My last post featured the Maned Wolf, a bizarre and little-known mammal. The Fossa also fits that description—a strange mammal that many people have not even heard of.
What the heck is a Fossa?
The fossa is not a cat (feline) or a dog (canine), although in some ways it resembles both. It is actually a relative of the mongoose. Fossas are medium-sized (15 to 26 pounds, or 7 to 12 kg) carnivorous mammals that live in the forests of the large African island of Madagascar, in the Indian Ocean.
The name fossa is actually pronounced foo-sah, although many people also pronounce it as foosh.
Amazing Facts about the Fossa
The fossa is the largest carnivorous mammal native to Madagascar. Its total nose-to-tail-tip length is about six feet (1.8 m), with half of that length being its tail.
As Madagascar's top predator, the fossa's favorite prey are various species of lemurs. In fact, fossas are often described as lemur specialists, and they can kill and eat lemurs that weigh 90% of the fossa's own weight. However, they also sometimes eat just about anything else they can catch, including small mammals (particularly rodents), birds, lizards, snakes, frogs, insects, crabs, and even fish. Most animals prefer to hunt either during the day or during the night, but the fossa seems to be happy hunting day and night. They also are just as skilled at hunting in trees as they are hunting on the ground.
This ability to eat a variety of prey, as well as the ability to hunt anywhere and anytime, has helped the fossa to live in almost every habitat across Madagascar. Even so, in some areas they are extremely rare and seldom seen by people.
When scientists studied the content of fossa droppings (which look like a cylinder with twisted ends... kind of like a Tootsie Roll wrapper), they also found seeds. The seeds may have been in the stomachs of the lemurs the fossas had eaten, but more likely they were seeds from fruits the fossas ate in order to get the water from the fruits. This last idea is supported by the fact that seeds are more common in the droppings during the dry season.
The fossa's scientific name is Cryptoprocta ferox. Look at the genus name Cryptoprocta. Crypto means "hidden," and procta refers to the anus (think proctologist). So, this creature was named "hidden anus." Why? Well, the fossa has quite a few scent glands it uses for communication, especially for marking its territory. Some of these scent glands are just outside the anus, and they are enclosed within an anal pouch that encloses the anus, with a slit opening allowing the creature to defecate. So, the anus is hidden--Cryptoprocta!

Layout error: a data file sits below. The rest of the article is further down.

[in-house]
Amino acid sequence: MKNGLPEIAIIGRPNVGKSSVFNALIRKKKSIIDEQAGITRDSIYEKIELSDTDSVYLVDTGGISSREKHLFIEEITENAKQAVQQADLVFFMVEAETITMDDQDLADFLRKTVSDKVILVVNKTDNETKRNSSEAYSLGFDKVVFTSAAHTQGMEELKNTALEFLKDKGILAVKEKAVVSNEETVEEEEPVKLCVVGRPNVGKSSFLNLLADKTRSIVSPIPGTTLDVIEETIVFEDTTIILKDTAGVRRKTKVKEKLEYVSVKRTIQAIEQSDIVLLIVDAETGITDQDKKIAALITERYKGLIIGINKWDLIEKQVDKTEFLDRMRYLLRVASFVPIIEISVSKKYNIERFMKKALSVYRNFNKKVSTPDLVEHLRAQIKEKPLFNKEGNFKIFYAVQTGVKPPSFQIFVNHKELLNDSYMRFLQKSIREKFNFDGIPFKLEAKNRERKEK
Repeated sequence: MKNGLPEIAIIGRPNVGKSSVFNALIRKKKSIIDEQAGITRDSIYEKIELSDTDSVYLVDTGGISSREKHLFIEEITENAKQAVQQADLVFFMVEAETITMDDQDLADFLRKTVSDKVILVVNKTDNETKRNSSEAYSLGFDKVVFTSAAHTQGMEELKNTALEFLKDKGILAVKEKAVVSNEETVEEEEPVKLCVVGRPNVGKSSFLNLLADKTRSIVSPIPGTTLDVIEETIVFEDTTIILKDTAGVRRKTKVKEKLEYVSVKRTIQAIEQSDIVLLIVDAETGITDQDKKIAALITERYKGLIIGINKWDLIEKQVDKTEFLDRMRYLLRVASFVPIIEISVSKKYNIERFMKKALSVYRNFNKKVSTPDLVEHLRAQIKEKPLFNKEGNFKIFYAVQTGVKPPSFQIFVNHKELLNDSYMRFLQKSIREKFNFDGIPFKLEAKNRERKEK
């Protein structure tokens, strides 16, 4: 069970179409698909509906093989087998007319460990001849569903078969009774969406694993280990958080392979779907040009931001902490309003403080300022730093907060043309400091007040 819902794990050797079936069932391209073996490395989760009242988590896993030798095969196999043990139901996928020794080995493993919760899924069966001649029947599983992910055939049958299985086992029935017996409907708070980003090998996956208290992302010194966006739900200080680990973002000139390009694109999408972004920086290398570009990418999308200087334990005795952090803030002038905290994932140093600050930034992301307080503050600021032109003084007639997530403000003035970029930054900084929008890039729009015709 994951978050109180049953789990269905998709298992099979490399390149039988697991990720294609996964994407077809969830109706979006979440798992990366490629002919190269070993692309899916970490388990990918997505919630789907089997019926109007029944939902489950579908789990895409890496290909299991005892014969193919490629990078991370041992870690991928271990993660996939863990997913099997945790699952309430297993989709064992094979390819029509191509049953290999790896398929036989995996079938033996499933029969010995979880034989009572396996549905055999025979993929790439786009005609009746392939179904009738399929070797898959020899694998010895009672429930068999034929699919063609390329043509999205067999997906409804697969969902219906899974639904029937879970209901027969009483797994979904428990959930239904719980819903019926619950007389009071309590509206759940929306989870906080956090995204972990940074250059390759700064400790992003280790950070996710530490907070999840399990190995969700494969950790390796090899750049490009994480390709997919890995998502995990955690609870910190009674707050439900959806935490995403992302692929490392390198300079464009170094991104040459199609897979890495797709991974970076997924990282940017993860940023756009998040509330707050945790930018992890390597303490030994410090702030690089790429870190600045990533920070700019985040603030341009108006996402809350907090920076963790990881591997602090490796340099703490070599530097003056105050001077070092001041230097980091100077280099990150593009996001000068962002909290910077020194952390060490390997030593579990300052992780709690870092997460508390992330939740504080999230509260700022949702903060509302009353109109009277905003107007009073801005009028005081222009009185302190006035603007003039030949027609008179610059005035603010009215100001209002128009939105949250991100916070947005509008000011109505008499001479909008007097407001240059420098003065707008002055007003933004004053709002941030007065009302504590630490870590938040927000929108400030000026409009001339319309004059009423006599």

Fossas are apparently proud of their scent glands, and they love using them! They are solitary animals (except when mating and raising young), and they go to great lengths to mark their territories using their scent glands. They enthusiastically mark trees, rocks, grasses, and the ground. Each of these marks is basically a No Trespassing sign for other fossas.
Okay, it's time to have "the talk." I'm referring, of course, to fossa mating habits. These creatures have some rather unusual reproductive strategies. Fossas are polyandrous, which means the females have more than one male mate (polyandry can be compared to polygyny, in which one male has multiple females).
With the fossa, mating is all about the location. Mating typically takes place on a solid, horizontal tree branch, an average of 66 feet (20 m) above the ground. Yikes! That's a long way to fall, so this can be a dangerous activity. A particular tree branch will be used year after year, often by numerous females. Think of it as a singles bar, where young men and women go to hook up with a partner.
Often, as many as eight males will hang around the spot, waiting for a female to show up. The females, who usually return to the same tree year after year, will arrive there one at a time, and each female will stay there for as long as a week. During that week, the female will mate with numerous males, one male at a time. The female chooses one of the males, signaling him with mewing sounds. Mating takes about three hours, and the process requires extreme acrobatic balance to prevent falling. After mating with the same male several times, which takes a total of about 14 hours, the female will signal another male that it's his turn. This goes on for up to a week, and then the female leaves the area, which means it's time for the next female to arrive and stay for another week, repeating the process.
Unless you are offended by watching such things, check out this video of fossas mating.
The female will give birth to up to six pups, which are very small, blind, toothless, and helpless. The pups do not become independent until they are a year old, and they are not sexually mature until they are three to four years old.
As you can probably imagine, the pups are pretty darn cute.
So, the Fossa deserves a place in the B.A.H.O.F.
(Bonny Animal Hall of Fame).
FUN FACT: The word bonny (or bonnie) originated in the mid 1400s. It's a Scottish adjective meaning "pleasing to the eye; handsome; pretty." The word is thought to have come from the Old French word bon, which means "good" (as in bon appétit, which literally means "good appetite"). The French word was in turn derived from the Latin word bonus, also meaning "good." Words derived from bonny include the adverb bonnily (the fossa ran bonnily through the forest) and the noun bonniness (the fossa possesses a great deal of bonniness).
So, bonny is another way to say awesome!
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